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Guest: The growing movement to break technology addiction
A growing number of avid technology users who are adept at social media, smartphone apps and texting are intentionally limiting their usage, according to guest columnists Ricardo Gomez and Stacey Morrison.
Special to The Times
IF you’ve felt overwhelmed by the constant flow of information and the expectation to be online every day all the time, you are not alone.
A growing number of people are pushing back and dropping out of social media and other technological forms of communication. At the University of Washington Information School, we examined this trend. We even gave it a name: “pushback.” As researchers, we believe this phenomenon is here to stay.
Building on the work of UW colleagues David Levy and Kirsten Foot, we examined 75 sources. We learned that a growing number of avid technology users who are adept at social media, smartphone apps and texting are intentionally limiting their usage. It’s a purposeful personal decision to limit or even remove oneself from technology usage.
This is not an anti-technology nor an anti-social behavior. It’s about technology users seeking balance in their lives, regaining control over their use of technology and wanting to re-establish more authentic connections with others. Constant connectivity is consistently resisted when it undermines a meaningful life and deeper human connections.
There is little academic research on this topic. Out of the sources we studied, we found that firsthand reports, particularly blogs, offered some of the best insights about pushback. What an irony: People used technology to describe their pushback on technology.
People who push back fell into three categories: tech addicts, tech discontents and tech hipsters.
Tech addicts could not stay away from a phone or screen for more than a few minutes at a time. They wanted to regain control of their lives rather than lose themselves in distraction. They weaned themselves off technology by establishing simple limits, such as no screens at the dinner table or in bed, no email on weekends, or no Facebook or Twitter until a certain time of day.
Occasionally, addicts resorted to more radical measures, such as reverting to basic mobile phones and giving up smartphones. In a post called “I got rid of my smartphone,” blogger Casey Friday wrote, “A lot of people have asked, ‘Why don’t you just use it less?’ I think that’s sort of like asking a crack addict, ‘Why don’t you just put the crack in the closet and do less blow?’ I don’t even want the option of using a smartphone, because if I have one, I will check it obsessively. It’s a simple fact.”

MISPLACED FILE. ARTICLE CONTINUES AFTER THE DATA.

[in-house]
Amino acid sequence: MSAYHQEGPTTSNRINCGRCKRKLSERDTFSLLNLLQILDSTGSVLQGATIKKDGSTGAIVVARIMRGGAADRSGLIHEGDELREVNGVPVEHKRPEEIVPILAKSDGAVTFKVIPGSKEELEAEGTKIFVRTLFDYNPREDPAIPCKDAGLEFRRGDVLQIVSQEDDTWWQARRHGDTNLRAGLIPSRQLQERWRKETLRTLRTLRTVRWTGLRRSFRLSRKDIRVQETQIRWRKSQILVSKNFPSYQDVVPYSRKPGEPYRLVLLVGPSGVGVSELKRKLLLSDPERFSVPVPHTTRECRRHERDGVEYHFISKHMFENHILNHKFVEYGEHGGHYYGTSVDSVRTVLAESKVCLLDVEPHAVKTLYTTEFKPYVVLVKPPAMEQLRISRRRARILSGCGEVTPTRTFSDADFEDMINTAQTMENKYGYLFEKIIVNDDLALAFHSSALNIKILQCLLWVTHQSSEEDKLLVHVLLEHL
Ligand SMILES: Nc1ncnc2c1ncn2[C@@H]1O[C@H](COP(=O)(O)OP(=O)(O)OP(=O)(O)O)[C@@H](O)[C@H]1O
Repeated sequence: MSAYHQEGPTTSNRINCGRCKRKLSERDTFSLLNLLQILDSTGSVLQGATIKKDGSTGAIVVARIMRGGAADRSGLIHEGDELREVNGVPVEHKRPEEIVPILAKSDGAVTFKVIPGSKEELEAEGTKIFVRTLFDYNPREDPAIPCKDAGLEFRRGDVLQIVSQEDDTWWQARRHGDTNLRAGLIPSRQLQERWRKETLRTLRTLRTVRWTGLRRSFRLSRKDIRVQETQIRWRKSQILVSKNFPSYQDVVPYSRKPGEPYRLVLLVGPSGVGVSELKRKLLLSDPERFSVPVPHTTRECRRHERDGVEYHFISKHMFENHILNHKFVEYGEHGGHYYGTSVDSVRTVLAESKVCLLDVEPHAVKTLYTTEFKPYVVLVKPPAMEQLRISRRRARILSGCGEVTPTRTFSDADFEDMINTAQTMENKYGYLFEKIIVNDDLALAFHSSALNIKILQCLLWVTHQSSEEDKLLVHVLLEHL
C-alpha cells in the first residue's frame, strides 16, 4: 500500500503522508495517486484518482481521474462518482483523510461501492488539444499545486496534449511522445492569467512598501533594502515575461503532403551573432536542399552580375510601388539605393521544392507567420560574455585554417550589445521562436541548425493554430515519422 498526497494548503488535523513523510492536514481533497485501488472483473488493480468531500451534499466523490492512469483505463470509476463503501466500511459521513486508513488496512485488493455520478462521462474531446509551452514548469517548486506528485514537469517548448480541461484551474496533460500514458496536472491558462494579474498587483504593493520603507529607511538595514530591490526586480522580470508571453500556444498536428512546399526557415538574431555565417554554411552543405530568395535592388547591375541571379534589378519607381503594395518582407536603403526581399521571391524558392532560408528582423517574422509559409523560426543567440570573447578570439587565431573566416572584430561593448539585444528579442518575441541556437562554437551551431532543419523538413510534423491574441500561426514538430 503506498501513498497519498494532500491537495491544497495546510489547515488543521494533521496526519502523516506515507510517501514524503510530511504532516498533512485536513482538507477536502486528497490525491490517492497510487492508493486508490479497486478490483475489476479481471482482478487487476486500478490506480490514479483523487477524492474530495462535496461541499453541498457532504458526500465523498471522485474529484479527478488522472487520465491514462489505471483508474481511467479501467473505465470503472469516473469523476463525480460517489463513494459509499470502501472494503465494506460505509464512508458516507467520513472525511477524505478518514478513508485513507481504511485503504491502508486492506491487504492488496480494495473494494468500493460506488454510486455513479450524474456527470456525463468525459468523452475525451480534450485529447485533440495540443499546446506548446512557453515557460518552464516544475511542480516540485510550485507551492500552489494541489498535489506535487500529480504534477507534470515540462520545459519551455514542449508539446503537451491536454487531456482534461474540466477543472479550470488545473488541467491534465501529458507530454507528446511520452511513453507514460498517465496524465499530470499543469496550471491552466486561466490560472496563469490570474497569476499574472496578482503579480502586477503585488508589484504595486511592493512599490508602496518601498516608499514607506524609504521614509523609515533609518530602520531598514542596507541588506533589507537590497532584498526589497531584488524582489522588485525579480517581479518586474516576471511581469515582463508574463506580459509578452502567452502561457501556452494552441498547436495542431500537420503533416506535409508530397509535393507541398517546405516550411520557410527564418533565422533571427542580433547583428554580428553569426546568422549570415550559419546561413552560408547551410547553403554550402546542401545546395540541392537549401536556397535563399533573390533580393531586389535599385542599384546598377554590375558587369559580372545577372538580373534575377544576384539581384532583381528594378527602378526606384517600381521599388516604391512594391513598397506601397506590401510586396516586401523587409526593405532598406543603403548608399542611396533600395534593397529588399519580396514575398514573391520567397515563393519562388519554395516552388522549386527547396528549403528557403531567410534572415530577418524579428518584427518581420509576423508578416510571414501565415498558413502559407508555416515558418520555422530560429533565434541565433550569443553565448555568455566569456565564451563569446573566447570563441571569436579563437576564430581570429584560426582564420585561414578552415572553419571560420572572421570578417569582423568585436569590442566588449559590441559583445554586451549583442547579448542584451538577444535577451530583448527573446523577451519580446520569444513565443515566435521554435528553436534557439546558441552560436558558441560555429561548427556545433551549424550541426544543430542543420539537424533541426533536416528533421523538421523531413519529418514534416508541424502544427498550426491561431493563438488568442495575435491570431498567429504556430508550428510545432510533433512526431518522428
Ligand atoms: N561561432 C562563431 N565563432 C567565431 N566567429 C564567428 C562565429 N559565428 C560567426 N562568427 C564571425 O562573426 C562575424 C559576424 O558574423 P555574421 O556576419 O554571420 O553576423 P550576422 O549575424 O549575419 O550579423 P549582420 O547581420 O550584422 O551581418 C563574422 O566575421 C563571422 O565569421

Tech discontents felt disconnected from genuine relations with others despite constant online contact. They yearned for more intimate connections with friends and family, finding that faster and easier contact did not necessarily lead to better or deeper relationships.
Discontents might limit tech use, but were more likely to drop out of one form of social media or another altogether — for example, dropping Twitter but staying on Facebook. They sometimes make social agreements with others about limiting technology use: taking tech-free vacations, hosting phone-free parties or dinners, or participating in events like the National Day of Unplugging (the next one is March 7-8, 2014).
After a weeklong digital fast, Brandon Vogt wrote on his personal blog, “My Internet fast revealed the sobering reality that I rarely do what I love. Instead of sitting in a comfy chair at night to read a book for an hour, I scan through a hundred irrelevant blog posts ... Instead of playing with my kids, I send text messages and watch YouTube videos. If nothing else, the digital fast realigned my priorities.”
Tech hipsters felt that the mainstream worship of social media was vastly overrated. They wanted to make a statement of independence and counterculture that values retro technologies or a complete disengagement from some technology.
Hipsters are most likely to drop out of social media altogether. They liked to boast about their lifestyle choices: reading physical books instead of e-books, sending postcards instead of email and listening to vinyl records instead of MP3s.
James Poulos recently reported on The Daily Beast: “Our anti-tech hipsters are playing with fire. But they give voice to a secret longing that burns deep within us all.” Essentially, they resist the status quo, suspicious that technology-laden lives are full of mindless entertainment and shallow connections.”
Pushback is getting stronger, and more diverse. Ultimately, it is about choice: If we fail to make our own informed choices about use of technology, technology will make the decisions for us.
Pushbackers recognize this and are reaffirming their humanity, mindfully limiting technology for valuable reasons. It seems clear that, deep down, people want meaning in their lives more than they want distraction or entertainment.
We can each take a stance. There’s no need to go cold turkey and drop out entirely, just as there’s no need to embrace everything technology throws at us. But we can all do a better job at managing our use of technology to reclaim control over our time, our relationships and our daily lives.
The next time you feel the urge to push back on technology, know that you are not alone. There is a whole movement out there that whispers with the wind, “Slow down, push back.”
Ricardo Gomez is assistant professor at the University of Washington Information School. Stacey Morrison is a recent graduate of the UW Information School. Website: slmorrison.com